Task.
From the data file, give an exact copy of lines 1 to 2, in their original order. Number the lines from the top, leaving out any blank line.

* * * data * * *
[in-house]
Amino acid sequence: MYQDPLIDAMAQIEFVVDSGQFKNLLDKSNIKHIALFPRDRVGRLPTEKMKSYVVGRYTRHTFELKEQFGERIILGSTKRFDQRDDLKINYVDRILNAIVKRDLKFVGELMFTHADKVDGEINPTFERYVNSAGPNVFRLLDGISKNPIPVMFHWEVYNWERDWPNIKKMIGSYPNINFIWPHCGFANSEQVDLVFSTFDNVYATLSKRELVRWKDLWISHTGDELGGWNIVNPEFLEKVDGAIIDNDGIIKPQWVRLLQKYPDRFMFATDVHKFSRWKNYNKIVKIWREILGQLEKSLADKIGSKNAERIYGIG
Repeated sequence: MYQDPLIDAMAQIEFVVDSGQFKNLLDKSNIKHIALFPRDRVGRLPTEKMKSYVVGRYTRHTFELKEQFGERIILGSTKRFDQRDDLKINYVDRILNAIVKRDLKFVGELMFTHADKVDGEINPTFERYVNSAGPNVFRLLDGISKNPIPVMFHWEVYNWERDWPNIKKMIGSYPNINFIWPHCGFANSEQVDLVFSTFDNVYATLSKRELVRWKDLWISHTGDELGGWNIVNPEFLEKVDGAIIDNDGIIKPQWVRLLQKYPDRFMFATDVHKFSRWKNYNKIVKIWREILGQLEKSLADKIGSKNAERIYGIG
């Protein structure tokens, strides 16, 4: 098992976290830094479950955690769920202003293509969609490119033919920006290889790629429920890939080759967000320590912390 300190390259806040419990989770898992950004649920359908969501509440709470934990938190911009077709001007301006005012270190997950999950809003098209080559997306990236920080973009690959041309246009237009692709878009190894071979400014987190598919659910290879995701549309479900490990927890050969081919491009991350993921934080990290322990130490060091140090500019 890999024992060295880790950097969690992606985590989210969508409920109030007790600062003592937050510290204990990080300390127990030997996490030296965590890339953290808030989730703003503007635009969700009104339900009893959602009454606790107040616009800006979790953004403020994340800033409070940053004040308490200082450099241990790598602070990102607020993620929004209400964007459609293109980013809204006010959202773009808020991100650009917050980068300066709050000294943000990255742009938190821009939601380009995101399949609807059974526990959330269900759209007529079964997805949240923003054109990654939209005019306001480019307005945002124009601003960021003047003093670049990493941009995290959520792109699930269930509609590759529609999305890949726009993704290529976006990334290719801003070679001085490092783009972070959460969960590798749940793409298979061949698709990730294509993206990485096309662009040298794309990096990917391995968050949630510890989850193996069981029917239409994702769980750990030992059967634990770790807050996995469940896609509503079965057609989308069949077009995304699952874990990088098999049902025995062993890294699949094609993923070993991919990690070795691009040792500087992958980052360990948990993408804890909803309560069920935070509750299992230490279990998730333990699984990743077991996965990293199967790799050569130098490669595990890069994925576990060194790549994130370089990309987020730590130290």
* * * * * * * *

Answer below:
[in-house]
Amino acid sequence: MYQDPLIDAMAQIEFVVDSGQFKNLLDKSNIKHIALFPRDRVGRLPTEKMKSYVVGRYTRHTFELKEQFGERIILGSTKRFDQRDDLKINYVDRILNAIVKRDLKFVGELMFTHADKVDGEINPTFERYVNSAGPNVFRLLDGISKNPIPVMFHWEVYNWERDWPNIKKMIGSYPNINFIWPHCGFANSEQVDLVFSTFDNVYATLSKRELVRWKDLWISHTGDELGGWNIVNPEFLEKVDGAIIDNDGIIKPQWVRLLQKYPDRFMFATDVHKFSRWKNYNKIVKIWREILGQLEKSLADKIGSKNAERIYGIG